Severe anemia leads to Decreased O2 carrying capacity This leads to organ failure and death if severe Heart failure ensues due to attempts at compensating for anemia, but also due to hypoxic damage to the myocardium Heart failure leads to increased CVP, back pressure on liver with congestion as well as a reduction in the ability of the thoracic duct to return fluid from the thoracic duct A damaged liver leads to decreased production of plasma proteins and albumin leading to decreased plasma proteins and oncotic pressure Endothelial damage leading to leaking capillaries Development of Hydrops Normal return of intersitial fluid to veins through lymphatics Blood Capillaries

Interstitial fluid Lymph capillaries & veins Large veins Mechanisms that can cause increased interstitial fluid and cause subsequent Hydrops Increased cap Lymph Large veins permeability capillaries or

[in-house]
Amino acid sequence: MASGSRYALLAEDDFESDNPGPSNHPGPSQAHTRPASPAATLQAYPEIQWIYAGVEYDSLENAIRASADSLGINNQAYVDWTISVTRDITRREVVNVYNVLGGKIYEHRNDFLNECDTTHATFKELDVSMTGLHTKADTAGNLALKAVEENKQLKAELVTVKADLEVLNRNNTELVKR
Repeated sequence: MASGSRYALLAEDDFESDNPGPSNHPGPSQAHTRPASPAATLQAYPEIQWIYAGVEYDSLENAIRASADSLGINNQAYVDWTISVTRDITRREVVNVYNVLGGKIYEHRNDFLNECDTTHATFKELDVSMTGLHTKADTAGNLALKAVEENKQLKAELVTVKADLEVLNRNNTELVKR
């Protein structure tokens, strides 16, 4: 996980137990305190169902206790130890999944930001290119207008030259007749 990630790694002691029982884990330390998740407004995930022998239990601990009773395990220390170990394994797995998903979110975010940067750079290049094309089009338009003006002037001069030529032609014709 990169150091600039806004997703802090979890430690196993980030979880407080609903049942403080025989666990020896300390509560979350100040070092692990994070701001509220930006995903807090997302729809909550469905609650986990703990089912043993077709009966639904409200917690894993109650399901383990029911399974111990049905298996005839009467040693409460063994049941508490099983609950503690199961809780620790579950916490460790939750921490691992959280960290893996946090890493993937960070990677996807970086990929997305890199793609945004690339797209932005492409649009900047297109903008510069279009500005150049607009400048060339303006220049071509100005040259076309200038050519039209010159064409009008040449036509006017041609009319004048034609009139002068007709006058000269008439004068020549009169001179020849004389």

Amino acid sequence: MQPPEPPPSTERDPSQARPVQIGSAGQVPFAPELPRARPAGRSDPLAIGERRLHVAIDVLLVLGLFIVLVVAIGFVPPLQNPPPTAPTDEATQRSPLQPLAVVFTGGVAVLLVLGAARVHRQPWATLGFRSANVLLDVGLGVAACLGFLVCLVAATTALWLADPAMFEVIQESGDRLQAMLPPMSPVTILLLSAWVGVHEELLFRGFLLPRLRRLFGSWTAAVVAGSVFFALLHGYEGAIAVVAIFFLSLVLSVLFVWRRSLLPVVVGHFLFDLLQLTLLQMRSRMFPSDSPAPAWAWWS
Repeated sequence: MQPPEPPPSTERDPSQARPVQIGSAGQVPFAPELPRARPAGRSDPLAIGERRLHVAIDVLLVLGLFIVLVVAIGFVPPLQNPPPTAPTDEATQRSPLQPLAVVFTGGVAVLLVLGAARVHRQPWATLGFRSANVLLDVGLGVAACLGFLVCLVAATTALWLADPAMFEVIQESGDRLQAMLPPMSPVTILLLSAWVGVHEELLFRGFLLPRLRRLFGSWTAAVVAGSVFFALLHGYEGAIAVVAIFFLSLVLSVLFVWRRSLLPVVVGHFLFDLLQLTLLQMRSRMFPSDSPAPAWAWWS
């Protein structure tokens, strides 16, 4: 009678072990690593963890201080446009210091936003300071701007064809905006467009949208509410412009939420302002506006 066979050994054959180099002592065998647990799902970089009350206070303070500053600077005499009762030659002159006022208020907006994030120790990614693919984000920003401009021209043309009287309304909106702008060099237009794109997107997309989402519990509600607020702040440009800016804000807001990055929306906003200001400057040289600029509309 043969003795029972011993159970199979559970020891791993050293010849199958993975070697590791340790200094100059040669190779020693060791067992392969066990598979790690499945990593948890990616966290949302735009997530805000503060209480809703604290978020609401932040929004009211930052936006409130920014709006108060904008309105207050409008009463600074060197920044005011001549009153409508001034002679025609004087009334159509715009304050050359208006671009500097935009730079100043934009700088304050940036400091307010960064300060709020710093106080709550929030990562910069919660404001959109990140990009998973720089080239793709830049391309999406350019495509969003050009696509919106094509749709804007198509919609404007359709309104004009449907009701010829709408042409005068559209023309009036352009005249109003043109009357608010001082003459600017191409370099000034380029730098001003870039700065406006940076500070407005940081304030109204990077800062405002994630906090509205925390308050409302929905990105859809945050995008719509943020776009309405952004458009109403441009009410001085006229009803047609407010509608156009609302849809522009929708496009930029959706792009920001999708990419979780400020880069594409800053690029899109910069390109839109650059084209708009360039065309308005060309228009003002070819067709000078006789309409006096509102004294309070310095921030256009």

& veins Decreased oncotic pressure Blood capillaries Obstruction to lymph flow Large veins Blood capillaries

Lymph capillaries & veins Impaired venous return or cardiac failure Perinatology.com Nonimmune Hydrops Fetalis (NIHF)

Cases without evidence of alloimmunization Everything else MULTIPLE causes Now responsible for up to 90% of cases High fetal mortality rate High neonatal mortality rate Estimated incidence 1:6003 to 4000 What causes hydrops Disorder of fluid [distribution] management Fluid overload Severe anemia Severe hypoxemia, especially ischemic/anoxic injury to the heart and liver

Which causes cardiac failure and increased CVP Liver failure Decreased oncotic pressure Increased vascular permeability Interference with lymphatic removal of fluid and return to the heart Pathophysiology of NI Hydrops Etiologies of NIHF Grouping Percentage Grouping Percentage